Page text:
Melinda Helton – 705778
Data Analytics and Information Governance – C803, Task 3
Health records are vital for health organizations because with the health records, it is straightforward for any health organization to get to know the data of the patients, medicine and the machines that are available in the health organization (Mangalmurti et al., 2010). An adequate health record will enable smooth flow of the work in the health organization. For instance, when the records are streamlined, patients will be attended to effectively because the health management will be able to allocate resources that will be enough for the available patients. Further, effective records will ensure that the available resources are effectively used because they will be having the number of patients and the drug stock records as they allocate money for the needs. Health records come in different ways; there are paper health records, hybrid health records, and the electronic health records.
Characteristics of Types of Records
There are some distinctive characteristics of different types of health records. To begin with paper health records, despite the coming of electronic health records and hybrid health records, paper health records are not yet fully eliminated. Some of the characteristics of paper records include reliability (Mangalmurti et al., 2010). The paper records are very reliable since they are handwritten and a person can easily be accountable for his or her handwriting. This helps in the accountability, for instance, if there is a problem with the records, it is very easy for a person to account for the error, unlike the electronic health record in which the accountability is tough. Another characteristic of the paper record is that it is very cheap and the management is very easy. For example, the organization only needs to purchase pens and records books.
On the other hand, hybrid health record gets noted as individual health information that is kept in the multiple places. Hybrid heath record is the most efficient so far because it combines the use of both paper and electronic health records. Some of the characteristics of hybrid health records include maximum safety of the records. Because the information about the records can be gotten from both sides, that is from the paper and electronic format. It is challenging for the data to get lost at once. If data from one source is lost, at least there is hope of getting the data from the other sources in which the same information is stored. Another characteristic is that it is easier to retrieve data from the data in the hybrid records are arranged in chronological order (Mangalmurti et al., 2010). The third characteristic is that the hybrid health record is adjustable; it is flexible for any changes that may occur on the data in the future. For instance, if there were eighty patients and ten patients sign off, it is very easy for the records to be adjusted automatically without any constraints.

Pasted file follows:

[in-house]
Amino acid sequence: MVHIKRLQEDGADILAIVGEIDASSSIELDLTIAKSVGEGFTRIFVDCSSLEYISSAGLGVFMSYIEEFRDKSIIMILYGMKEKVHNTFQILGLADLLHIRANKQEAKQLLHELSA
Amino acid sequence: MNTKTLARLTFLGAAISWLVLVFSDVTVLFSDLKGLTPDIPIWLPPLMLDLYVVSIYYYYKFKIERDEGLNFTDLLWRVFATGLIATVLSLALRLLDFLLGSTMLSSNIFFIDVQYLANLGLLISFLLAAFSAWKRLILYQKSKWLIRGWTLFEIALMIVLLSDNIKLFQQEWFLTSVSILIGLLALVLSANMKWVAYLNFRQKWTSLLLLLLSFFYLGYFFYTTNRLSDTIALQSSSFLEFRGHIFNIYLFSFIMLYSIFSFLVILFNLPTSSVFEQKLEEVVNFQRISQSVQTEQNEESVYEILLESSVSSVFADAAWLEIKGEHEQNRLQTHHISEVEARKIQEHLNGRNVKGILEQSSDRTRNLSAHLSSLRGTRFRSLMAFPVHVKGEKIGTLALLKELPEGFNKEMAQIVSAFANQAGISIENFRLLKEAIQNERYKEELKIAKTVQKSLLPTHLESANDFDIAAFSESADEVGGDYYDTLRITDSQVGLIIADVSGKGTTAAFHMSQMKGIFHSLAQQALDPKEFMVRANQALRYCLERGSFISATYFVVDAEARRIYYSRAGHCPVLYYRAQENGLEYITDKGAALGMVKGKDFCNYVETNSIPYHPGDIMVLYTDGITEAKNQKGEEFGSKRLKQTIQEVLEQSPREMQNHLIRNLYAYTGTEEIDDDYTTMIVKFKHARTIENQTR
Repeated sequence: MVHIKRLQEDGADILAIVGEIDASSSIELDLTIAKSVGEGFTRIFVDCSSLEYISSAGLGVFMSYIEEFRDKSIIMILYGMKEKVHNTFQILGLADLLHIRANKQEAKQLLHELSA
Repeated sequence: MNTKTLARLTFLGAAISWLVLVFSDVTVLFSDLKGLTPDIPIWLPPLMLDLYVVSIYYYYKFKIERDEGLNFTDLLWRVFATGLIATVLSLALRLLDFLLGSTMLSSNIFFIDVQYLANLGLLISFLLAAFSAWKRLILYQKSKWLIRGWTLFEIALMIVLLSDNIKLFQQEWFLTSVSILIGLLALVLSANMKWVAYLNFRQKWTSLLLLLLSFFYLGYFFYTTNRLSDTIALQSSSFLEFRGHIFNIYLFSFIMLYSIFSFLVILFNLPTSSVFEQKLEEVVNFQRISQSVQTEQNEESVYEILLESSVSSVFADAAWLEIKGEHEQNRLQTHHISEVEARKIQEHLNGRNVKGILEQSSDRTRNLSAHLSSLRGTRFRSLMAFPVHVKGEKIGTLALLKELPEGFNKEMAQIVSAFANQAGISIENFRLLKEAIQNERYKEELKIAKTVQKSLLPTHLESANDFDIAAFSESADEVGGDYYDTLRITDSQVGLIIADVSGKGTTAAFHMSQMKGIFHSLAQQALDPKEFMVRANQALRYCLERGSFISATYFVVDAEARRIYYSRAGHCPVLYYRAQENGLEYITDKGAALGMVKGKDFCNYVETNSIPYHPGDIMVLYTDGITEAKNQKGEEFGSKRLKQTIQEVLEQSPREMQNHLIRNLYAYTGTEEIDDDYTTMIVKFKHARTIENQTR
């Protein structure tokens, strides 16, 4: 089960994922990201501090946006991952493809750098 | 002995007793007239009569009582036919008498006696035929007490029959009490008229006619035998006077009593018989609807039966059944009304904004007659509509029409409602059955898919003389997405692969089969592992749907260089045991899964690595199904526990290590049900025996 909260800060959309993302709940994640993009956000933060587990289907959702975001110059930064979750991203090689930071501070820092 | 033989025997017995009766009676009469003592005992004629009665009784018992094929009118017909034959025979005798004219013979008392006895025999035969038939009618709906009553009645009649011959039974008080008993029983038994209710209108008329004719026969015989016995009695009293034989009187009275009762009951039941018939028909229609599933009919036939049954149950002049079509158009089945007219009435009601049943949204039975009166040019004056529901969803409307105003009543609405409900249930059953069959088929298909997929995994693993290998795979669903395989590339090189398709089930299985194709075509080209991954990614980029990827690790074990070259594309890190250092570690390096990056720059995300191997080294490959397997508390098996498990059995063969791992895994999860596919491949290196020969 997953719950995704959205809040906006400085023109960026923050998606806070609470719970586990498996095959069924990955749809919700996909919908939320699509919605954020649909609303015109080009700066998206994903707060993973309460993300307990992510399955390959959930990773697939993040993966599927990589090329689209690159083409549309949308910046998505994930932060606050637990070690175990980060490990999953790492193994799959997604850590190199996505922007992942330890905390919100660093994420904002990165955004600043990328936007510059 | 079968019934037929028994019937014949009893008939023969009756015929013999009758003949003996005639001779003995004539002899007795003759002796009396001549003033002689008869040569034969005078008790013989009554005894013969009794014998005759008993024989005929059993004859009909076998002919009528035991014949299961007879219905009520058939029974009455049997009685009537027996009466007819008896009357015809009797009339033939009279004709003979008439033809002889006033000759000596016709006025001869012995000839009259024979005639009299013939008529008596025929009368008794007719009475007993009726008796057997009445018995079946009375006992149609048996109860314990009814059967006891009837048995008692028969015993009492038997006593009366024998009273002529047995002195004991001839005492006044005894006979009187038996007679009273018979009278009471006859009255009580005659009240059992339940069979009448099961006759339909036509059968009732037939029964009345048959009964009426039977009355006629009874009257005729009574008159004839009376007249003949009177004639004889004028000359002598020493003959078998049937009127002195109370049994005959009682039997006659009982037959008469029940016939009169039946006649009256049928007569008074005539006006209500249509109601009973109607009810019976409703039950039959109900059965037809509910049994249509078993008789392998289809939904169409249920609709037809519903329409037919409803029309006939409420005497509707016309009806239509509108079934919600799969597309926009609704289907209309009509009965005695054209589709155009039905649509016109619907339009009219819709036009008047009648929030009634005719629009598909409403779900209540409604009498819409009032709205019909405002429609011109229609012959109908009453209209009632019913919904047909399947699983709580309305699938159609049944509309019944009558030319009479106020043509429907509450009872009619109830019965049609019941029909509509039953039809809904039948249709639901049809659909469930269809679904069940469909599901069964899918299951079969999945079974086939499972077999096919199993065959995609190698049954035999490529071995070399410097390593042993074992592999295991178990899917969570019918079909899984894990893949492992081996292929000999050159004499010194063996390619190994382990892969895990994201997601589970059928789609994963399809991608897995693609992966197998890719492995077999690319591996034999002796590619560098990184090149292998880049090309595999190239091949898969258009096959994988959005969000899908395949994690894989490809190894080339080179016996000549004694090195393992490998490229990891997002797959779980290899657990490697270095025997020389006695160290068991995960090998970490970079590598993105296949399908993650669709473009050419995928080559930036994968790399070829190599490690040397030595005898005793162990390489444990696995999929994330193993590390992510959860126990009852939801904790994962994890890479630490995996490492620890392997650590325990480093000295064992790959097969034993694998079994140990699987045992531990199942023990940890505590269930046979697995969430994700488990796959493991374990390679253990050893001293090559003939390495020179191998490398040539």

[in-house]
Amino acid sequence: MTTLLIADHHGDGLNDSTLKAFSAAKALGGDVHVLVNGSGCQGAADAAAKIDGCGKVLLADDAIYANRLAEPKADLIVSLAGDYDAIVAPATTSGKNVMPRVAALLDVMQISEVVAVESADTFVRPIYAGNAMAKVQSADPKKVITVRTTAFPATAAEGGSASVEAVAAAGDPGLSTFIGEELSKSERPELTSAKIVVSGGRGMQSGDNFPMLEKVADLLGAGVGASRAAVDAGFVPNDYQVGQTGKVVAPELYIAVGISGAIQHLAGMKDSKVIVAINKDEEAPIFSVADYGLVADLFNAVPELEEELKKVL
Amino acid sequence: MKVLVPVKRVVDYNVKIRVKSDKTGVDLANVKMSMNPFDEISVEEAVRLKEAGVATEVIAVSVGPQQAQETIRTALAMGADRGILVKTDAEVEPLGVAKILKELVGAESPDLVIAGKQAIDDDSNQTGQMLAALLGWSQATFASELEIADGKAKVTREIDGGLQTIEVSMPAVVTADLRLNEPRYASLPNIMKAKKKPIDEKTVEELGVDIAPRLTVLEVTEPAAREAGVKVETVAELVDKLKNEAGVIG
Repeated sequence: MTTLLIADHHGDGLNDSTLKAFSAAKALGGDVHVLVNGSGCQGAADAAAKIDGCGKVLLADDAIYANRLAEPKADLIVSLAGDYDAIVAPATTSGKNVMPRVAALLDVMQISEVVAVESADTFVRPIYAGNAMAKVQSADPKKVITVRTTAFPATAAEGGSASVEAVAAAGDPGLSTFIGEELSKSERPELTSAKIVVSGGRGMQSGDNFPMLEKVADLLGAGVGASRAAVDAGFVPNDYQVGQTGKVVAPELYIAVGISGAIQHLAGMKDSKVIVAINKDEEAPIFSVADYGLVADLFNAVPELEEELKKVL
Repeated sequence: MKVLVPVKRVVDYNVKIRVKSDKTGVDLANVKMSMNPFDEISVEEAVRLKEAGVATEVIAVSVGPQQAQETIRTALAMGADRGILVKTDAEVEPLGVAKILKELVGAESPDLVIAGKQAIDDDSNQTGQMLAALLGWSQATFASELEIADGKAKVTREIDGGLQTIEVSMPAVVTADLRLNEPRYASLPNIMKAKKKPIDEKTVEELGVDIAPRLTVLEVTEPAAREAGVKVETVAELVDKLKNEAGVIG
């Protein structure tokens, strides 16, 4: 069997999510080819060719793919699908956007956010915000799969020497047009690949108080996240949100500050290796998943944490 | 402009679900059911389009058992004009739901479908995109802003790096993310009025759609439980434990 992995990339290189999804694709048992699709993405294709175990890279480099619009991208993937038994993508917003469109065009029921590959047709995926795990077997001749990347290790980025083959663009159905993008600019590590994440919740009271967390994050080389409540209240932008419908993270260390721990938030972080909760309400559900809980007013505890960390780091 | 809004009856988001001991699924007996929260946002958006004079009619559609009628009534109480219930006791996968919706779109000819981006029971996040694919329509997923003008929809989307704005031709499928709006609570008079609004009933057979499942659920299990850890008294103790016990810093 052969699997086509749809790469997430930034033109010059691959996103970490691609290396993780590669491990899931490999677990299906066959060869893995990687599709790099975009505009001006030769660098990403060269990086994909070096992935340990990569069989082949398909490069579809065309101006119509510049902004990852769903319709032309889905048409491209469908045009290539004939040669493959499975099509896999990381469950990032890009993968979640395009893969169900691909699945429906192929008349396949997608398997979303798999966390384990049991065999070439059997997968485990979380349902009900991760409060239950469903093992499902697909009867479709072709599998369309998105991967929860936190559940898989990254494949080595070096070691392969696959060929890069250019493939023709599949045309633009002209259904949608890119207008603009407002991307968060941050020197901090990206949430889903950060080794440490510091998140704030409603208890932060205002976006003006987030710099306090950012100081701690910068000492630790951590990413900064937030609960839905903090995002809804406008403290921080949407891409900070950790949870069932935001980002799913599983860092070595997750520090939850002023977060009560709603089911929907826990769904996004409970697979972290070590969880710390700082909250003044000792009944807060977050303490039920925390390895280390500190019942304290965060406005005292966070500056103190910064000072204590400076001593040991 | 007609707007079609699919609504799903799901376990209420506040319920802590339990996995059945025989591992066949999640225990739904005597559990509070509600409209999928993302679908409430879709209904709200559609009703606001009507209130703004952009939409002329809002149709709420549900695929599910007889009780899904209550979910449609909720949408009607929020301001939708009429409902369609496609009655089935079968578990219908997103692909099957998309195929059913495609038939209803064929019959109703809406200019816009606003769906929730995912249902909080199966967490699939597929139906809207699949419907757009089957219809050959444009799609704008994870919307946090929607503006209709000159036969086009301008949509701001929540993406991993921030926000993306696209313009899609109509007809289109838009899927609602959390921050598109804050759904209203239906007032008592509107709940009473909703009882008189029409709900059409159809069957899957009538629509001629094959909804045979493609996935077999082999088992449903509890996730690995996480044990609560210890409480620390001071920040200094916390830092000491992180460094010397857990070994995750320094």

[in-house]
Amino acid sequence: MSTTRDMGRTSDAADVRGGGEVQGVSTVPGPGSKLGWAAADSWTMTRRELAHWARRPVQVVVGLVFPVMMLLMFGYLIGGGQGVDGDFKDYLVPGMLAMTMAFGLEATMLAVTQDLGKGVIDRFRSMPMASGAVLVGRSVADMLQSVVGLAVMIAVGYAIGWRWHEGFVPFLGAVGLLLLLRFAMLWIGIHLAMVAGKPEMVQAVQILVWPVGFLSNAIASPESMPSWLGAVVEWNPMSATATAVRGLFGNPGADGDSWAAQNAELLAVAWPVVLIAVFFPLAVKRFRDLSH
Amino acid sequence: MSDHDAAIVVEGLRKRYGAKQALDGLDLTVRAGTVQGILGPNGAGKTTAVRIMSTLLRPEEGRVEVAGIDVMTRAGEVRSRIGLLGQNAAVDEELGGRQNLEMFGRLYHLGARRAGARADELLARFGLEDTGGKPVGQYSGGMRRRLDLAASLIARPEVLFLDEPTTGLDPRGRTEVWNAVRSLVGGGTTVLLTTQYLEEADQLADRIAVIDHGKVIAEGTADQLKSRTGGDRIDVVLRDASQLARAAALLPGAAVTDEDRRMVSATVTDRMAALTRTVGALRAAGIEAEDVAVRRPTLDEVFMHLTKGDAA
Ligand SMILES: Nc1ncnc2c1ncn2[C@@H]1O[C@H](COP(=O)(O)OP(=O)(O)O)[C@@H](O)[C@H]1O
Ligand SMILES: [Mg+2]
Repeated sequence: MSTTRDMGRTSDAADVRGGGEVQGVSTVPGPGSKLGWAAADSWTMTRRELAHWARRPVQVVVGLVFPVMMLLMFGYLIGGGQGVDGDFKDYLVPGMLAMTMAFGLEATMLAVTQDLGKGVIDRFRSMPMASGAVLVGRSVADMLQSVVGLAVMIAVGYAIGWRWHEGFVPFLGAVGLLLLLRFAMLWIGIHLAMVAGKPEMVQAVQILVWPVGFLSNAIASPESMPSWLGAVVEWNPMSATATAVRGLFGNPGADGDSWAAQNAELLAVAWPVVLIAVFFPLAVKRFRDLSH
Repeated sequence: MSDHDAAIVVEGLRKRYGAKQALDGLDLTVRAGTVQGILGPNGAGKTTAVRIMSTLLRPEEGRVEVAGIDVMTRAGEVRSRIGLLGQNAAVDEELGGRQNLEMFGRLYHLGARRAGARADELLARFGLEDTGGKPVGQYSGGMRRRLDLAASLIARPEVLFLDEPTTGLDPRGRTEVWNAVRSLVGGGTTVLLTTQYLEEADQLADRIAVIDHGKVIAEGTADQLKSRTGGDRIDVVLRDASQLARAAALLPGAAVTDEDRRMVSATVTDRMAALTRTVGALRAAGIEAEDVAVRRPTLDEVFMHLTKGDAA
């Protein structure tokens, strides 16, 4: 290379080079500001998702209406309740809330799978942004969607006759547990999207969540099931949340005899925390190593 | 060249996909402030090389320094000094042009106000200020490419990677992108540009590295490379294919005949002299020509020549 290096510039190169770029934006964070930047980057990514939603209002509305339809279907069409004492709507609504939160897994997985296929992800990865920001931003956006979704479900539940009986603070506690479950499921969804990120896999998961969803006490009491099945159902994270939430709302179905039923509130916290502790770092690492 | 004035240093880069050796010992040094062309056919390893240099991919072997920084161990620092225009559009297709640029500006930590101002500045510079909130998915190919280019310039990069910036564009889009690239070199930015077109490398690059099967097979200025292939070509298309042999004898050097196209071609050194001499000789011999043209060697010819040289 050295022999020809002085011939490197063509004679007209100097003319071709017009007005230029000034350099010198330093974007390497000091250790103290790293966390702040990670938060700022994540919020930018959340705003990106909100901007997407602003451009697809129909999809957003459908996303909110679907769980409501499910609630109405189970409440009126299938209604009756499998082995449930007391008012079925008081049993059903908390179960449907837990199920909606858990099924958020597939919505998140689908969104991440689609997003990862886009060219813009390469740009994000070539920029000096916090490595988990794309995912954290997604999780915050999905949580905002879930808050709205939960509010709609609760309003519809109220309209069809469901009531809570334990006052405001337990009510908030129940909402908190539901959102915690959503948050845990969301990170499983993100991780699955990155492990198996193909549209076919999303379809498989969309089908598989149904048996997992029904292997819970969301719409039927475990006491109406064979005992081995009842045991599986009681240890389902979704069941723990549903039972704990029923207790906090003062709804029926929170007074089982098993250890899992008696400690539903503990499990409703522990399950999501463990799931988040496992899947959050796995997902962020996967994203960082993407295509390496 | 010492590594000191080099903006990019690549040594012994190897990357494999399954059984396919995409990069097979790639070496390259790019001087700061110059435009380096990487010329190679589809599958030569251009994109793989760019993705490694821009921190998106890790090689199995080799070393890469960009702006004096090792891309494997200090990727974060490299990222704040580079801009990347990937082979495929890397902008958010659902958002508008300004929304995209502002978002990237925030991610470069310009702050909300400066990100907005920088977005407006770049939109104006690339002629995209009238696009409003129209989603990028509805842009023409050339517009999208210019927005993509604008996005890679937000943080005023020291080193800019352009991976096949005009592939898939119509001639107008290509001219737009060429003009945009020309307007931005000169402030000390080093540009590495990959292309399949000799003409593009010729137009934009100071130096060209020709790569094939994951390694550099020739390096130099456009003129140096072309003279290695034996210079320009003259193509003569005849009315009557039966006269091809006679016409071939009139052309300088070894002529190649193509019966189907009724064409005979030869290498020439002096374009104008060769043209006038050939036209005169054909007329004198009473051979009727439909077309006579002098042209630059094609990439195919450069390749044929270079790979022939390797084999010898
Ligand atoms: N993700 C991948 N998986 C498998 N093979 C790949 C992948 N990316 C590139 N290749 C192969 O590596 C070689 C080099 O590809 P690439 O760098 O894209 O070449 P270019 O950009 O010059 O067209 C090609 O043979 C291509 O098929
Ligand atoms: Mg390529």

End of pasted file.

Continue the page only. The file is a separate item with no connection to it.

In contrast, electronic health records have got the following characteristics. First, electronic health records incorporate the use of software to manage the record in the health organization. It is a completely incorporated system that allows for administration of information about the patients as well as the information about the resources that are in the health organization. Secondly, it provides for PQRI automation. The PQRI reports the physician quality reporting initiative. Lastly, are the effective documentation and the effective image of the management (Mangalmurti et al., 2010). This makes it possible for the health organization to keep the information and the data in an organized manner that can easily be retrieved.
Despite being used by so many organizations today in the United States, there are some legal issues that may arise when using hybrid health records. First, there is the likelihood of medical errors. Despite the improvement of the health records system, there are some errors that are likely to occur while using the hybrid health records. For instance, because, all the commands are happening just by a click of the button or a mouse, it is very easy for an expert to command the unwanted information that may bring about a total error in the records. Being that it involves both the paper and the electronic health records, if a mistake is made in one form, then the same error will be carried to the other record method.